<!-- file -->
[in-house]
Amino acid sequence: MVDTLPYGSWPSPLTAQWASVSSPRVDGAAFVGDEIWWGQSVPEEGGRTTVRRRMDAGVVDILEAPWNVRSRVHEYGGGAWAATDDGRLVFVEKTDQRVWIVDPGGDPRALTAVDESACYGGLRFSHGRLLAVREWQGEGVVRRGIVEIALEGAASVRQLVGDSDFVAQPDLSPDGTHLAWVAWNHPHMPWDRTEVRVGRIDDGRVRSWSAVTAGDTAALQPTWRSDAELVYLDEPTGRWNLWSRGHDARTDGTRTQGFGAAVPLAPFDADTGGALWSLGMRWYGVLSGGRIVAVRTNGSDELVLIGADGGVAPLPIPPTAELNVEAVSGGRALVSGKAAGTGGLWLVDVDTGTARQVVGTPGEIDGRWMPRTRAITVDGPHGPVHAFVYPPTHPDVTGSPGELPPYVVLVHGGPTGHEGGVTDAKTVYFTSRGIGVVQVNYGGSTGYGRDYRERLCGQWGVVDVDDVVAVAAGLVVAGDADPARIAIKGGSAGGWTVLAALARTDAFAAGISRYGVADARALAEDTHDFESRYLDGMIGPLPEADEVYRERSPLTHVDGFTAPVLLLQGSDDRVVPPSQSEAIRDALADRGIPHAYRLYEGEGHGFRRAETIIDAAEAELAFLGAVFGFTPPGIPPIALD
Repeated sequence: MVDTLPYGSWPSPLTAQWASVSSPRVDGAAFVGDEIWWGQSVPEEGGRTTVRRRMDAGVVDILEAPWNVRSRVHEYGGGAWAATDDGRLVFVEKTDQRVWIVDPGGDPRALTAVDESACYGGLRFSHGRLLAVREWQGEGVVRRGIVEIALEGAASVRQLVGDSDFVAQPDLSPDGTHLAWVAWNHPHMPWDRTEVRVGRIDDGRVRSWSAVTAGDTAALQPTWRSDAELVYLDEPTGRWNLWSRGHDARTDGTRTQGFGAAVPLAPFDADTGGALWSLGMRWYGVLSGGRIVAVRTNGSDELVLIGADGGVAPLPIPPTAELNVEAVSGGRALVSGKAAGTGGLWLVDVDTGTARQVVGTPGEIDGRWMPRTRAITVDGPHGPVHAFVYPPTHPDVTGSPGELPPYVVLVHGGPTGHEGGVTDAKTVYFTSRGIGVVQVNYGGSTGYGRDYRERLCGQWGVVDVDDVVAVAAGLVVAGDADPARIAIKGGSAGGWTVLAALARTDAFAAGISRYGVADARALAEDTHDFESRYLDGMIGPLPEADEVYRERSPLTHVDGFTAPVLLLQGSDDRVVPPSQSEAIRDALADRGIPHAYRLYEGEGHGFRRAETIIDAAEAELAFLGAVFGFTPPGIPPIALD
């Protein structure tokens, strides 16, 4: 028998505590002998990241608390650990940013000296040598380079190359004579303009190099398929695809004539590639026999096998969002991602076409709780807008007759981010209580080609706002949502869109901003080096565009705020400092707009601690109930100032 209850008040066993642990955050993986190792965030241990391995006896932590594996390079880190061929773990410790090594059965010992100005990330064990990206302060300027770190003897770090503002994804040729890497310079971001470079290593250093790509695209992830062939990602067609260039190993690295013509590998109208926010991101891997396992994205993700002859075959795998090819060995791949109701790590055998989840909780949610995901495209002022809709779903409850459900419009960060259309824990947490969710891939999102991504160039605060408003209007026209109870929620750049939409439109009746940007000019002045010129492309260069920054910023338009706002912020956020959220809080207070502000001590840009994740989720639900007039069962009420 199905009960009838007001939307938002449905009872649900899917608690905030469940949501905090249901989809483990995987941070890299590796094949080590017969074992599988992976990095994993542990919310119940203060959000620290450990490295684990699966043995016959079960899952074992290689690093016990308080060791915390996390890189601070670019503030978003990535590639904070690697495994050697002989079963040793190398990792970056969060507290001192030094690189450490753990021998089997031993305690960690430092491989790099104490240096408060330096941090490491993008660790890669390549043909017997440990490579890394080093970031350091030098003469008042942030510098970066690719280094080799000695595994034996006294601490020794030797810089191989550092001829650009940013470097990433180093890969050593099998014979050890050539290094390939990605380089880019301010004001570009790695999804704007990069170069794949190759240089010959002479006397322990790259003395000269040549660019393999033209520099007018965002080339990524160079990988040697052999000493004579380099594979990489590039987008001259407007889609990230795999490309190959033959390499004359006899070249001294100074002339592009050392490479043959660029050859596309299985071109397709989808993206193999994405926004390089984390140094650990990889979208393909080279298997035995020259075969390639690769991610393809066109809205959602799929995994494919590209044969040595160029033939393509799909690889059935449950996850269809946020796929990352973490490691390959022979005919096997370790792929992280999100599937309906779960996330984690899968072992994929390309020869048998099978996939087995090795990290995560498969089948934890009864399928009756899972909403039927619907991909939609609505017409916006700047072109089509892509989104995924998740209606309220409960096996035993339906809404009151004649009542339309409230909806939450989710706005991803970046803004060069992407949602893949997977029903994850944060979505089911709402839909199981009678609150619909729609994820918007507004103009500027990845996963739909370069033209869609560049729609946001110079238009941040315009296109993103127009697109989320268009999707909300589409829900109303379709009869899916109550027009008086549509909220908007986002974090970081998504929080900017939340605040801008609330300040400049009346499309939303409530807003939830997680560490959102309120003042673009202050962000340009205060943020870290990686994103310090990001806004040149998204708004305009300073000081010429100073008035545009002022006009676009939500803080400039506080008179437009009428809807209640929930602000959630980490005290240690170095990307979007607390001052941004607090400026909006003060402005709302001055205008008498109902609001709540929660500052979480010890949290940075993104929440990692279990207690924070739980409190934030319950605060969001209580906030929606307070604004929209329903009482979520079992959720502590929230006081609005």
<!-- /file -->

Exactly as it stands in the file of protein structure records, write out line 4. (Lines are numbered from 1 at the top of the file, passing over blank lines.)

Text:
């Protein structure tokens, strides 16, 4: 028998505590002998990241608390650990940013000296040598380079190359004579303009190099398929695809004539590639026999096998969002991602076409709780807008007759981010209580080609706002949502869109901003080096565009705020400092707009601690109930100032 209850008040066993642990955050993986190792965030241990391995006896932590594996390079880190061929773990410790090594059965010992100005990330064990990206302060300027770190003897770090503002994804040729890497310079971001470079290593250093790509695209992830062939990602067609260039190993690295013509590998109208926010991101891997396992994205993700002859075959795998090819060995791949109701790590055998989840909780949610995901495209002022809709779903409850459900419009960060259309824990947490969710891939999102991504160039605060408003209007026209109870929620750049939409439109009746940007000019002045010129492309260069920054910023338009706002912020956020959220809080207070502000001590840009994740989720639900007039069962009420 199905009960009838007001939307938002449905009872649900899917608690905030469940949501905090249901989809483990995987941070890299590796094949080590017969074992599988992976990095994993542990919310119940203060959000620290450990490295684990699966043995016959079960899952074992290689690093016990308080060791915390996390890189601070670019503030978003990535590639904070690697495994050697002989079963040793190398990792970056969060507290001192030094690189450490753990021998089997031993305690960690430092491989790099104490240096408060330096941090490491993008660790890669390549043909017997440990490579890394080093970031350091030098003469008042942030510098970066690719280094080799000695595994034996006294601490020794030797810089191989550092001829650009940013470097990433180093890969050593099998014979050890050539290094390939990605380089880019301010004001570009790695999804704007990069170069794949190759240089010959002479006397322990790259003395000269040549660019393999033209520099007018965002080339990524160079990988040697052999000493004579380099594979990489590039987008001259407007889609990230795999490309190959033959390499004359006899070249001294100074002339592009050392490479043959660029050859596309299985071109397709989808993206193999994405926004390089984390140094650990990889979208393909080279298997035995020259075969390639690769991610393809066109809205959602799929995994494919590209044969040595160029033939393509799909690889059935449950996850269809946020796929990352973490490691390959022979005919096997370790792929992280999100599937309906779960996330984690899968072992994929390309020869048998099978996939087995090795990290995560498969089948934890009864399928009756899972909403039927619907991909939609609505017409916006700047072109089509892509989104995924998740209606309220409960096996035993339906809404009151004649009542339309409230909806939450989710706005991803970046803004060069992407949602893949997977029903994850944060979505089911709402839909199981009678609150619909729609994820918007507004103009500027990845996963739909370069033209869609560049729609946001110079238009941040315009296109993103127009697109989320268009999707909300589409829900109303379709009869899916109550027009008086549509909220908007986002974090970081998504929080900017939340605040801008609330300040400049009346499309939303409530807003939830997680560490959102309120003042673009202050962000340009205060943020870290990686994103310090990001806004040149998204708004305009300073000081010429100073008035545009002022006009676009939500803080400039506080008179437009009428809807209640929930602000959630980490005290240690170095990307979007607390001052941004607090400026909006003060402005709302001055205008008498109902609001709540929660500052979480010890949290940075993104929440990692279990207690924070739980409190934030319950605060969001209580906030929606307070604004929209329903009482979520079992959720502590929230006081609005």